Forage-Based Agriculture On The Sloping, Highly Erodible Terrain In Northern Idaho: Implications For Rural Development
Award last edited on: 2/28/02

Sponsored Program
Awarding Agency
Total Award Amount
Award Phase
Solicitation Topic Code

Principal Investigator
Russel Stromberg

Company Information

G&G Hay/Black Ram Engineering

Rte 1 Box 83A
Princeton, ID 83857
Location: Single
Congr. District: 01
County: Latah

Phase I

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Agriculture and forestry are the primary economic engines of northern Idaho. Both industries are struggling. Agricultural revenues have been stagnant for almost 5 years, agricultural support and service industries have virtually disappeared from rural communities, and farmers have recently lost a major share of regional markets for barley and oats to Canadian products which benefit from transportation subsides. Planned reductions in local timber production are expected to result in job losses as high as 50% over the next five years. Forage-based agriculture offers excellent potential as an alternative enterprise to address both the economic and ecological challenges facing the area. Several areas in the northwest have revitalized their economies by diversifying to forage products. The area is well suited for the production of perennial grass hays and the recent development of prototype mechanized bale harvesting equipment compatible with the steep, highly erodible terrain in northern Idaho offers the foundation technology to support a rural development program to transition or diversify from cereal based cropping. Recently over 2000 tons of local forage products much of which was harvested by this prototype equipment. was sold for export. The proposed research will make a comprehensive evaluation of the agronomic, equipment, economic, marketing and sociological issues associated with the feasibility of forage based agriculture as an alternative enterprise for rural development in northern Idaho.Applications:Expected commercialization alternatives are based on the experience of other communities in the northwest which have diversified to forage products. Each community has built a substantial business infrastructure around the forage industry. These include the design. development and manufacturing of equipment. packaging of products for international markets, product brokerage, custom harvesting and transportation. and other related industries.

Phase II

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Start Date: 00/00/00    Completed: 00/00/00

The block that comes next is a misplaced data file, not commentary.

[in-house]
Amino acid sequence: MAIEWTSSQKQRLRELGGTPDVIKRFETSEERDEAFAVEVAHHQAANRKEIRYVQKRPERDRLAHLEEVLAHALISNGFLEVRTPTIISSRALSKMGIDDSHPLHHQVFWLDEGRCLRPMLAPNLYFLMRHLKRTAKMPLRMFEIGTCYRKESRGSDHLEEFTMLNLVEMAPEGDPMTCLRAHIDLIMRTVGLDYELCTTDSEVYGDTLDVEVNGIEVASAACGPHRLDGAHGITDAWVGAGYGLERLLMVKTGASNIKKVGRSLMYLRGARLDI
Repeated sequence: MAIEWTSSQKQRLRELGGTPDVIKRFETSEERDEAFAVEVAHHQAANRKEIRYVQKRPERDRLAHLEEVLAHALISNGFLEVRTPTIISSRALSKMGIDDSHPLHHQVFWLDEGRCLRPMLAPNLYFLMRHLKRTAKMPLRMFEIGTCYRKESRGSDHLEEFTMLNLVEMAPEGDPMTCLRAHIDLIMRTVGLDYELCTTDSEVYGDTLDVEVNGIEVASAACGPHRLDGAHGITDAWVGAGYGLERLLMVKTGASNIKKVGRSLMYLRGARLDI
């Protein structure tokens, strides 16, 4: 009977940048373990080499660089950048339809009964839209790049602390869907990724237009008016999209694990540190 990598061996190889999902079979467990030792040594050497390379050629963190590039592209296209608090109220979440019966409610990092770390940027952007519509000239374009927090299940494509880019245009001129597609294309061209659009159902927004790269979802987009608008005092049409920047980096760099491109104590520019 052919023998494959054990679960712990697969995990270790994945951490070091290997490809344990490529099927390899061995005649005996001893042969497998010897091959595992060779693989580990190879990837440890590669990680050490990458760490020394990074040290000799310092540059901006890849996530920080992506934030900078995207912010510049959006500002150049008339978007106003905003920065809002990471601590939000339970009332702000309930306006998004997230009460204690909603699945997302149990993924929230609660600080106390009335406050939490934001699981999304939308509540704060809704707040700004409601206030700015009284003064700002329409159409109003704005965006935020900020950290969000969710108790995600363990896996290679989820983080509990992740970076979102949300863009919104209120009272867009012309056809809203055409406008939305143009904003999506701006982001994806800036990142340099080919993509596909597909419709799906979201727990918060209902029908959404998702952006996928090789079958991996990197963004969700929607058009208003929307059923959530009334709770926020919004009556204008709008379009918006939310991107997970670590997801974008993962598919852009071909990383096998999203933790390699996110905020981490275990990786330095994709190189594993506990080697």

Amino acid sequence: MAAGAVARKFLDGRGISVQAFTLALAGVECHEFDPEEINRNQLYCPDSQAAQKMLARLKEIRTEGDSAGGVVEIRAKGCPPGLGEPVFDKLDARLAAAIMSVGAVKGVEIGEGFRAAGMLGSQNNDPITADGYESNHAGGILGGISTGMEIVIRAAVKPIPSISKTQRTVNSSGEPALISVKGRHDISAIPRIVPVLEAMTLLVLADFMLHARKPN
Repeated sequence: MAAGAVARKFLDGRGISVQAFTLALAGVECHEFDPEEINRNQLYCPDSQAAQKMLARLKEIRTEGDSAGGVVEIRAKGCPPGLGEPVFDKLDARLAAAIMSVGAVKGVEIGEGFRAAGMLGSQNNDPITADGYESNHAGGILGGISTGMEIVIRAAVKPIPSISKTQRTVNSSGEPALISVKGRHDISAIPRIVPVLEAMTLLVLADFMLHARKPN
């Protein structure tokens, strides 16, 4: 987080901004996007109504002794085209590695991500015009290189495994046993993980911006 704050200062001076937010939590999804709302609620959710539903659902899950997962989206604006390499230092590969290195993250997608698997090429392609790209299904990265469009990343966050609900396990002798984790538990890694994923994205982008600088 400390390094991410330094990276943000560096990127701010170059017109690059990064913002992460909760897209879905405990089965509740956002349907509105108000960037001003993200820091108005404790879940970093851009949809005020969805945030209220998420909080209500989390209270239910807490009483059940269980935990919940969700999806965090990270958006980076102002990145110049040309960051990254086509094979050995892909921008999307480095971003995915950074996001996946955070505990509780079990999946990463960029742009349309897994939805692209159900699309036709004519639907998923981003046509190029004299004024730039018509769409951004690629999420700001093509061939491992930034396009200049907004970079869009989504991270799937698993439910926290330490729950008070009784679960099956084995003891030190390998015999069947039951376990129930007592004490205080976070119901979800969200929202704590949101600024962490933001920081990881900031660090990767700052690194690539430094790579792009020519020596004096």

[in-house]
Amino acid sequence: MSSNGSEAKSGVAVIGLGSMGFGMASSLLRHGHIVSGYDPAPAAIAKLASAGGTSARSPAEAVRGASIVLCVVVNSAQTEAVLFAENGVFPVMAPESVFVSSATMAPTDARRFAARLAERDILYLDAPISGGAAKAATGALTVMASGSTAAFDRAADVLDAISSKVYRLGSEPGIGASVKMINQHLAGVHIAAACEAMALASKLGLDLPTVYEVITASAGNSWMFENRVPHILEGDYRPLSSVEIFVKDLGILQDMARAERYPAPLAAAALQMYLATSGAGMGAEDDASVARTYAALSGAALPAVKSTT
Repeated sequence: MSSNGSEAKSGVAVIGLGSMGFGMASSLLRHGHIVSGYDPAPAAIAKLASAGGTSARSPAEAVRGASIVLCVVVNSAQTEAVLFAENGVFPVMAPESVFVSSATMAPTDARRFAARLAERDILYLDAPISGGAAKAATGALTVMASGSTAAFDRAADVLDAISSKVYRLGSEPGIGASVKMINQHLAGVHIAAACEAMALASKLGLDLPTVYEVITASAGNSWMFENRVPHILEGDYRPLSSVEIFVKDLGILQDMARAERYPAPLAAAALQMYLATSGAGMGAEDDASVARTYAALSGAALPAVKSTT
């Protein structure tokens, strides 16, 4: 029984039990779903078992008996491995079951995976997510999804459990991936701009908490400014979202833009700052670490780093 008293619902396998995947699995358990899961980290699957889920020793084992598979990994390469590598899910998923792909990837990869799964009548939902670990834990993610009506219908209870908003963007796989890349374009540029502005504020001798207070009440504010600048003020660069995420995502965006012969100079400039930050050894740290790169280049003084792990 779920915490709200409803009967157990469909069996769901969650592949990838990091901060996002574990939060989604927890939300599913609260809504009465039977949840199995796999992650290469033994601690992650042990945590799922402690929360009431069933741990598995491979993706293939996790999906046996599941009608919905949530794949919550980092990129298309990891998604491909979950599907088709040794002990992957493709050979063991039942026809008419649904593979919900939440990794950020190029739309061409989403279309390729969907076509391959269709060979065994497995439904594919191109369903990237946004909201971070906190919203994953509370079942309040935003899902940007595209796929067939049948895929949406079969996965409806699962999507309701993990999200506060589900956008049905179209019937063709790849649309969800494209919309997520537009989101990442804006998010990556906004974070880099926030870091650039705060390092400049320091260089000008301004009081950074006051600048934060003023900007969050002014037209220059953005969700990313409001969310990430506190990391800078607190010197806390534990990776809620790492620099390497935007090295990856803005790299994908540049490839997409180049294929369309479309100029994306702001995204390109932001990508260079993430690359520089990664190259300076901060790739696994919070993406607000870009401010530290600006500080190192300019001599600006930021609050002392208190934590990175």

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Agriculture and forestry are the primary economic engines for the rural areas of central and northern idaho. Both of these industries have been in decline for the last decade and rural communities and farmers in the area are facing ever increasing economic challenges. The decline of these industries is undermining the economic, sociological and cultural foundation of central and northern idaho. Northern and central idaho farmers have struggled to achieve profitability for years. The agricultural lands of northern and central idaho are primarily comprised of shallow, cut over forest soils on highly sloping land. These lands include virtually all of the idaho panhandle from moscow to the canadian border. Cereal cropping is predominant but yields are marginal. The median total farm household of central idaho farms located on cutover forest lands is less than $50,000. Phase i research clearly demonstrated that perennial grass forages have excellent potential to support a successful, comprehensive community development program and that the feasibility of implementing such a program is excellent. Phase i research showed that: 1) grass forages offer clear and distinct economic benefits over cereal cropping; 2) market research showed that demand for quality grass forages far outstrips supply; 3) it is feasible to produce perennial grass forages with the yield and quality needed to support the development of a successful commercial forage industry. Phase II research will focus on an integrated comprehensive approach to the economic, agronomic, marketing, equipment and social issues which must be addressed to successfully implement a community development program based on grass forages in central idaho.Applications:Phase I research showed that central idaho can produce grass forage products which are competitive in regional and export markets. Commercial grass forage cropping has the potential to serve as an economic engine in a manner similar to other grass forage area in central washington, the columbia river basin and west-central oregon. These areas have developed vibrant economies using commercial grass forage cropping as an alternative agricultural enterprise.